Though distant, attacks rekindle desire to help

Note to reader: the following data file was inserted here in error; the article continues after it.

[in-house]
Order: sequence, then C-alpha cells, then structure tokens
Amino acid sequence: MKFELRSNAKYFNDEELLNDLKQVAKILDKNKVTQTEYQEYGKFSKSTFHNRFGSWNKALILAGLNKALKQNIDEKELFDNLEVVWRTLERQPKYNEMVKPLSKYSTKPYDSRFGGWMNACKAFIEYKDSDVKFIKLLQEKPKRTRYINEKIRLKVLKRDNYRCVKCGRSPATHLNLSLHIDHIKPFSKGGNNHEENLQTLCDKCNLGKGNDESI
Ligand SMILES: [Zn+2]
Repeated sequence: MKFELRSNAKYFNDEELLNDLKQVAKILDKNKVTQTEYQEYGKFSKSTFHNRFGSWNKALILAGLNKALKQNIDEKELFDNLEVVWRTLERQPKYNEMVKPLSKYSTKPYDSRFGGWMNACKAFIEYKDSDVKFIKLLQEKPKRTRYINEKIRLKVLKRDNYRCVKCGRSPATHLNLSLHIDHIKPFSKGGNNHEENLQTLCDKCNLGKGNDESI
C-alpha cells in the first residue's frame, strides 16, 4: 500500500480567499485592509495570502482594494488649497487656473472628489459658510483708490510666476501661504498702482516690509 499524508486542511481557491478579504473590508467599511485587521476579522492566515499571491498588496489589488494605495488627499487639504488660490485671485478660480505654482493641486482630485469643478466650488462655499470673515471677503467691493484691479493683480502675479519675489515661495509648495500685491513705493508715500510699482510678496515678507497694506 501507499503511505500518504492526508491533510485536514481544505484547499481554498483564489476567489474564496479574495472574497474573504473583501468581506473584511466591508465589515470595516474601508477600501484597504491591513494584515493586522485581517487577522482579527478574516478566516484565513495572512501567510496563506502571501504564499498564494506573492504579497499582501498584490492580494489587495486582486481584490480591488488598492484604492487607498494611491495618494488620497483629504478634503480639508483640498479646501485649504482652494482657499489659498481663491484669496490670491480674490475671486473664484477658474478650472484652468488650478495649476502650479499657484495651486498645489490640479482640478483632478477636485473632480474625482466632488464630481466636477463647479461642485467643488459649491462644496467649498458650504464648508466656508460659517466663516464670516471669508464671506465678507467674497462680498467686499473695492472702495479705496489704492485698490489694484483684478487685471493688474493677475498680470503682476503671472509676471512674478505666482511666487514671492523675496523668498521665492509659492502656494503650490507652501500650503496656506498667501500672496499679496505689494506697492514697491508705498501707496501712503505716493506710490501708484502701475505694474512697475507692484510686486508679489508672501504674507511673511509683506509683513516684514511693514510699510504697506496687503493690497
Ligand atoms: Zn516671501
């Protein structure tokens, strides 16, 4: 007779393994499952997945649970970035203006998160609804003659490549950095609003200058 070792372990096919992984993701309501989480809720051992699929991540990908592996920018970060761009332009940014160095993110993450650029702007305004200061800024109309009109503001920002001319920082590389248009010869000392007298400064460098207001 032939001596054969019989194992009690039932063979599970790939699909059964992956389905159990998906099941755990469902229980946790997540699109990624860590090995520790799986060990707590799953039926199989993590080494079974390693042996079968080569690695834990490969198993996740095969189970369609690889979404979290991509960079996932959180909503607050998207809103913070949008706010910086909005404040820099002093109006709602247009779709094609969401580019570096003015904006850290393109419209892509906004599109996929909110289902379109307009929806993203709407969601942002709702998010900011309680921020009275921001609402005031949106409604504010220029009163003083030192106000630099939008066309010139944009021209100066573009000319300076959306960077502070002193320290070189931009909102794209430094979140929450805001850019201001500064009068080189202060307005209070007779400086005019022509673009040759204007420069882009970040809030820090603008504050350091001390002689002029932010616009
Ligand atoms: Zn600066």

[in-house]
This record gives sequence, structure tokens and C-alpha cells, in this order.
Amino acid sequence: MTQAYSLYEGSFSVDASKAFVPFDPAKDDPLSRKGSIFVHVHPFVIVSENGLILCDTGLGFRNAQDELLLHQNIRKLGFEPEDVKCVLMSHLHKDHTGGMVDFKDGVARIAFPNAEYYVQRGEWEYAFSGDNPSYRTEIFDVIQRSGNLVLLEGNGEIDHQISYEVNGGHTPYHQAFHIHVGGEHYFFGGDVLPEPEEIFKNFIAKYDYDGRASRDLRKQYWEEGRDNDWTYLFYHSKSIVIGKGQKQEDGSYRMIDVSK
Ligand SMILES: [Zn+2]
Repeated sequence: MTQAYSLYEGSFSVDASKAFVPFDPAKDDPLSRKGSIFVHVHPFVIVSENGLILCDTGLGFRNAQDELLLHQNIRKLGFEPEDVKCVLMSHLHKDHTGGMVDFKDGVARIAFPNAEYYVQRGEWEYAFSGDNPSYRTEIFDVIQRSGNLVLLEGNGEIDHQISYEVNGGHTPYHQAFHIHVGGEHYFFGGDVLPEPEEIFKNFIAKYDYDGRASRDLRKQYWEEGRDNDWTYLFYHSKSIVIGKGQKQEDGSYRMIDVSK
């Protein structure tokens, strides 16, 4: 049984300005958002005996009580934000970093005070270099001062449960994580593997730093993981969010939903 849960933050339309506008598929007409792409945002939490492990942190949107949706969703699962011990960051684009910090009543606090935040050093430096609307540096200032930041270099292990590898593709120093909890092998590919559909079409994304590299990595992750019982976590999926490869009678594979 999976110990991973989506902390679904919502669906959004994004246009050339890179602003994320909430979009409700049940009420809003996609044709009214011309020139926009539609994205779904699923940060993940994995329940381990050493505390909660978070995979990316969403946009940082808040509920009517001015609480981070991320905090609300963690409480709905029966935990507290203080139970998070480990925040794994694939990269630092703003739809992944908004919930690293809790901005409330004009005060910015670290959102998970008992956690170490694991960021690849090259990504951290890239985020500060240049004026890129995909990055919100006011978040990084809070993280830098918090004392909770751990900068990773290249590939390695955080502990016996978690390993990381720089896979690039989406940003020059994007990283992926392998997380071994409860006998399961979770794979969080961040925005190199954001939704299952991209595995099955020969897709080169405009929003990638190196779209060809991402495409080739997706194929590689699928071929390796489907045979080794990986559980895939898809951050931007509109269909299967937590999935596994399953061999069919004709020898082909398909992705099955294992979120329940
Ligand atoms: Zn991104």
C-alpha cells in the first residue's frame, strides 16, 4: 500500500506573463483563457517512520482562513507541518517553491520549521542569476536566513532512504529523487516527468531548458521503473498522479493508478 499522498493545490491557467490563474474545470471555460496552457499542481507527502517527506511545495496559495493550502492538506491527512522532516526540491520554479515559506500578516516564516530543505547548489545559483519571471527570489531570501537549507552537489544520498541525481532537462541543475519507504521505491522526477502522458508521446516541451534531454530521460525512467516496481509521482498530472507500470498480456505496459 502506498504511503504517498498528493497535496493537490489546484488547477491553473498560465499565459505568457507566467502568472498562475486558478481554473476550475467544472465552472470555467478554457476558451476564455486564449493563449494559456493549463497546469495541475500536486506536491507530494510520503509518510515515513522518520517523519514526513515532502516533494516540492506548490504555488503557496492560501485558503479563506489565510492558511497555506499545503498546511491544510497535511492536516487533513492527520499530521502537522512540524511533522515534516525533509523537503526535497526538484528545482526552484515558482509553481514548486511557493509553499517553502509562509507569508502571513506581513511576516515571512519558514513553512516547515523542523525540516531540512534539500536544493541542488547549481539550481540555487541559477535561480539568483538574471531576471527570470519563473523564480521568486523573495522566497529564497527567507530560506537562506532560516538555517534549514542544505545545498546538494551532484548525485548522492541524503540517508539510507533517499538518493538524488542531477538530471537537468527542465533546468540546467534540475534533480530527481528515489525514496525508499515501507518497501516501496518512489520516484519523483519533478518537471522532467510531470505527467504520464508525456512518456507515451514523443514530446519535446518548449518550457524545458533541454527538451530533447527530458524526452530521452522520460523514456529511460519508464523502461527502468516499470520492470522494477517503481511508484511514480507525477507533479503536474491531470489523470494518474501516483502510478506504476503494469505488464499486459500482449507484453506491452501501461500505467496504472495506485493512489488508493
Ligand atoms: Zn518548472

I have struggled for the past two weeks with an overwhelming sense of uselessness. Oh sure, there have been other emotions in reaction to the events of Sept. 11. I’m tired of hearing those events called “”tragedies.”” That word seems somehow inadequate, although I can’t imagine a word that better describes it all. I could rattle them off, from disbelief to outrage and, naturally, grief. The last has been largely repressed, because I know that if I allow myself to sink into sadness, I’ll be paralyzed. Not that I can do anything to help anyway. I’m so in debt that I can’t give money as freely as I’d like. Five dollars in a fireman’s boot is a nice gesture, but such tokens do nothing to calm my restlessness or allay my feeling of impotence. My time is also severely limited. I have a full load of classes. I work 20 hours per week. I have commitments at the Guardian and at KSDT. Despite this, I have flirted with the idea of packing up my car, filling up my gas tank and driving east for three days. I can see myself knee-deep in pieces of what once were impressive skyscrapers. I am covered in ash. I don’t miss school or work or my baby sister. Committed, purposeful, useful, I am satisfied. I know perfectly well that I can’t drop everything and charge blindly into the wreckage, asking to be put to use. There are others, though, who can do exactly that. Libby, a friend who lives in Boston, told me about two of her classmates who went to New York. Both students only had one class that day, which they opted to skip. They took a bus to lower Manhattan and dedicated the entire day helping to clean up the “”enormous mess.”” “”What they told me gave me goose bumps,”” Libby said. “”They were let in through a back door, so to speak, and rode through the streets in the back of an Army van. Apparently, thousands of people stood on the street side waiting to help as well. Thousands. A lot of them had to wait all day and after waiting all day, many were turned away because there was too much help. But they were all still cheering on the volunteers and shouting out love for America, waving flags, singing, etcetera.”” Such a story is inspiring. Maybe I should take a lesson from those people in New York who, unable to physically assist, offered instead their love and support and accepted that this is what they could do. But I’ve never been one to sit on the sidelines. In case you couldn’t guess from the schedule I recounted above, I’m high energy. I have to be busy. At some point — and here I’m sure I’m going to sound fatuous and self-important, if I haven’t already — I realized that I have been blessed by circumstance. I come from a great family who has given me gifts of good genes and a healthy attitude. They were sufficiently well-off to live in neighborhoods with fine schools, to feed me good food and give me interesting books to read. I am intelligent and inquisitive; I learn things quickly. Obviously I have myriad weaknesses, and I’m well aware of them. Just ask me about my ex-boyfriends. But it is much more important to be aware of our strengths, to know what we’re good at, so that we can do those things for the betterment of ourselves and our loved ones. I don’t know when this started. I don’t know when I started feeling like a part of the Collective, obligated to give of myself to help my fellow man. It’s entirely possible that all this high-toned rhetoric is nothing more than a bid at renown and respect. I like to think I have purer motivations, of course, but there are some who claim altruism is an illusion, and they may be right. Whatever the reason, I have known for some time that I want to do more than live placidly in my ivory tower. Once, I wanted to do exactly that: work in academia as a professor in literature. While I don’t detract from the importance of the amazing teachers and researchers we have here at UCSD, and indeed at universities all over the world, I know now that’s not the path for me. I couldn’t be satisfied in that role, I think. This led me to decide to join the Peace Corps after graduation. I guess I’ll be sent to some developing country, providing whatever service I’m able. It will be scary. My mother, I think, hasn’t realized yet that I’m serious. Neither of us will handle separation well. But it’s worth it to be cut off for a time from everything that is comfortable and safe. And after that — who knows? It’s all well and good to look forward to graduation, but that doesn’t help the way I feel now. All of this has come to a head lately because of acts that have little direct effect on my life other than to force me to restructure the page of a college newspaper. But I am connected to it nonetheless, if only by my own reflections. But here I am at this particularly illustrious ivory tower, with the chance to at least develop something that could be put to use. And so I am enrolled in independent study of Arabic this quarter, prompted by the FBI’s announcement that they are sorely understaffed in fluent speakers of that language. And I can write for the Guardian. The pen is mightier than the sword, right? I don’t think I believe that yet. I do believe, however, in the power that those people in New York had, encouraging those luckier than they; I’m doing my best to smile and cheer whenever possible. It gives me something to do. ...